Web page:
ISLAMABAD -- Pakistani authorities in Islamabad June 3 arrested a currency dealer accused of providing financial services to the Afghan Taliban. The arrest comes as part of efforts to curb terror financing and money laundering.
The Federal Investigation Agency (FIA) detained Haji Khairullah Barakzai in connection with charges of terrorism financing following the dismissal of his pre-arrest bail plea by the Islamabad High Court (IHC).
Khairullah has been running hundi or hawala businesses illegally and was involved in money laundering, smuggling millions of rupees abroad, Dawn reported June 4.
The arrest of Khairullah will help curb terror financing and money laundering not only in Pakistan but in neighbouring Afghanistan too, FIA officials said.
In June 2012, the United States and United Nations Security Council imposed sanctions on Khairullah and his currency-exchange business, freezing his assets and imposing a travel ban.
He was listed for "providing financial, material, or technological support for, or financial, or other services to, or in support of, the Taliban", according to the US Treasury Department, which also designated two exchange houses and Khairullah's business partner, Haji Abdul Sattar Barakzai.
They jointly operated hawala through Afghanistan, Pakistan and Dubai and provided financial assistance for the Taliban, it said.
The FIA has included Khairullah, who also uses the names Khairullah Barakzai and Haji Khair Muhammad, on its list of high-profile terrorists.
A native of Helmand Province, Afghanistan, "Khairullah was closely linked with the Taliban leadership and carried out money laundering alongside its legitimate business of currency exchange," said Haji Ghulab, an Afghan elder in Quetta familiar with the affairs of the Afghan Taliban.
After the government banned Khairullah and his businesses, he went underground, said Ghulab.
His arrest could expose several illicit and secret businesses of the Afghan Taliban leadership abroad, he added.
An FIA investigation earlier this year found evidence that former Taliban chief Mullah Akhtar Muhammad Mansoor owned a real estate business in Karachi. Mansoor was killed in 2016.
On April 11, an anti-terrorism court in Karachi sought further information on the case and asked the FIA to complete the process of obtaining possession of the properties. Since then, the process has continued working its way through the legal system. Lately it has encountered delays due to the coronavirus pandemic.
Efforts against terror financing
The arrest of Khairullah is part of the government's continued efforts to satisfy the requirements of the Financial Action Task Force (FATF), a Paris-based anti-money laundering organisation.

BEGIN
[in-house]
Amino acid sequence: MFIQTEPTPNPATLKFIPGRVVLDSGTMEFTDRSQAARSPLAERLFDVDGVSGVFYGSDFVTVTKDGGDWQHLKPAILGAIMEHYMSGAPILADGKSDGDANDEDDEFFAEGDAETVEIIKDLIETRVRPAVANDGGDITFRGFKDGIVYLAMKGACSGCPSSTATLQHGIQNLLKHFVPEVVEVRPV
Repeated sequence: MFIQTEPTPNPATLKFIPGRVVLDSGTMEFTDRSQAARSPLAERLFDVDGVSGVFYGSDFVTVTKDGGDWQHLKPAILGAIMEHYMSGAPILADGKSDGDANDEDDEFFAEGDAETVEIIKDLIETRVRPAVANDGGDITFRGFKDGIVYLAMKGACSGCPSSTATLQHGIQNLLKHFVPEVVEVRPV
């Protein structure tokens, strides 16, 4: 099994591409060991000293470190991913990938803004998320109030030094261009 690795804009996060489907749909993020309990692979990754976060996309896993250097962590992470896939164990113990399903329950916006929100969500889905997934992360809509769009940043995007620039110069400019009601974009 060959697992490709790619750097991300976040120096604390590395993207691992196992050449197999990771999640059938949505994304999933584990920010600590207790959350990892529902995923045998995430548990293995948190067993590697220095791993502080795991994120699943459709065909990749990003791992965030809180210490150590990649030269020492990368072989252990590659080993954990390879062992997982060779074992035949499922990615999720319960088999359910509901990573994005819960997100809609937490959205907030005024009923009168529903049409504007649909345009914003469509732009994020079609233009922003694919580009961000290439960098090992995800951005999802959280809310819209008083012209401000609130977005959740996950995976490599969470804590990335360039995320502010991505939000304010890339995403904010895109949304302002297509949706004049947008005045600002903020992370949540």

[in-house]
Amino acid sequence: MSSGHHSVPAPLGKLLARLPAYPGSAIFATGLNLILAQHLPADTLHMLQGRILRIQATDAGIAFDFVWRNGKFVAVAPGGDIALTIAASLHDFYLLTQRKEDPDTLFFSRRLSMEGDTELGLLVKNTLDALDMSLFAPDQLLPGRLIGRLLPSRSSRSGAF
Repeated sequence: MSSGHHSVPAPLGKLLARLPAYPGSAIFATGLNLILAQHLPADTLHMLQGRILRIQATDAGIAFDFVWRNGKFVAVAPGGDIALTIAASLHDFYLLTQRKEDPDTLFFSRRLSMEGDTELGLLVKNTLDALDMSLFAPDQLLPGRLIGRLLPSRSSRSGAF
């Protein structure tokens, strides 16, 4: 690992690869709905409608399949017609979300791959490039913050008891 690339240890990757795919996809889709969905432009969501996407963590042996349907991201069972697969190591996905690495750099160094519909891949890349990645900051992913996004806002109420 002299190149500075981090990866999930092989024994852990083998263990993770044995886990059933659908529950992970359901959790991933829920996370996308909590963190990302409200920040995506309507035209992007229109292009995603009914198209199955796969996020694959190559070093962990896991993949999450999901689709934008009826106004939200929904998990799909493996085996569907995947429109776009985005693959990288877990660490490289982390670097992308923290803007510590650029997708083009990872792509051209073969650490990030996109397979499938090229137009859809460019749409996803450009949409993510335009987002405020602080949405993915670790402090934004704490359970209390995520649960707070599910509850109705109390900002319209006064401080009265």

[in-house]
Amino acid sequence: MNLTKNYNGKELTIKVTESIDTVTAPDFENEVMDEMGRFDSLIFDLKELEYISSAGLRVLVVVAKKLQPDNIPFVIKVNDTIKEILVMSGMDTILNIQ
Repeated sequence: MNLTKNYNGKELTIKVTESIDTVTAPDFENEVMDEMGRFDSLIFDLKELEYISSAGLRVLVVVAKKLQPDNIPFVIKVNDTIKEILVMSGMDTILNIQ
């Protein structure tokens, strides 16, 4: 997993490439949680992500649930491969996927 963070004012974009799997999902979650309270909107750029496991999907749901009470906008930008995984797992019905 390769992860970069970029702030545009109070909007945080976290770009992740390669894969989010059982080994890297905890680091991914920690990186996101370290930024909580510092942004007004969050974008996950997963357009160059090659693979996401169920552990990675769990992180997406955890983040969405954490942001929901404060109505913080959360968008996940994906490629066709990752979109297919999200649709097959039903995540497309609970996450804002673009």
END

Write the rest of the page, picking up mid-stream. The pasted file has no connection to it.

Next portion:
The FATF, which placed Pakistan on its grey list in June 2018, in April extended a deadline for Pakistan to meet its requirements from June 2020 to September 2020.
The FATF in its evaluation report last October asked Pakistan to "adequately identify, assess and understand its ML/TF [money laundering and terror financing] risks", including transnational risks and risks associated with terrorist groups operating in Pakistan, particularly the "Islamic State of Iraq and Syria" (ISIS) and al-Qaeda.
"This should include the integration of TF [terror financing] into Pakistan [sic] broader counter-terrorism approach; actions to enhance operational coordination and cooperation between the FIA and CTDs [Counter Terrorism Departments]; and enhancement of investigators', prosecutors' and judges' capacity and implementation of procedures to support their action, particularly the FIA," it suggested.
Pakistani authorities in recent months have launched efforts aimed at informing the public to prevent money laundering, terrorist financing and other illicit activities.
The State Bank of Pakistan in February began using messages on automated teller machines (ATMs) throughout the country to raise awareness.
The message reminds users that the sale, purchase and transfer of foreign currency through hawala and hundi are illegal.
It is now difficult for militants to use illegal means of transferring money because of the government's efforts in curbing terror financing and money laundering, said Ajmal Shirazi, a foreign-exchange dealer in Karachi.
"Without checking and keeping on record the proper documents, particularly Computerised National Identity Cards, we don't transfer the money or exchange the currency," Shirazi said.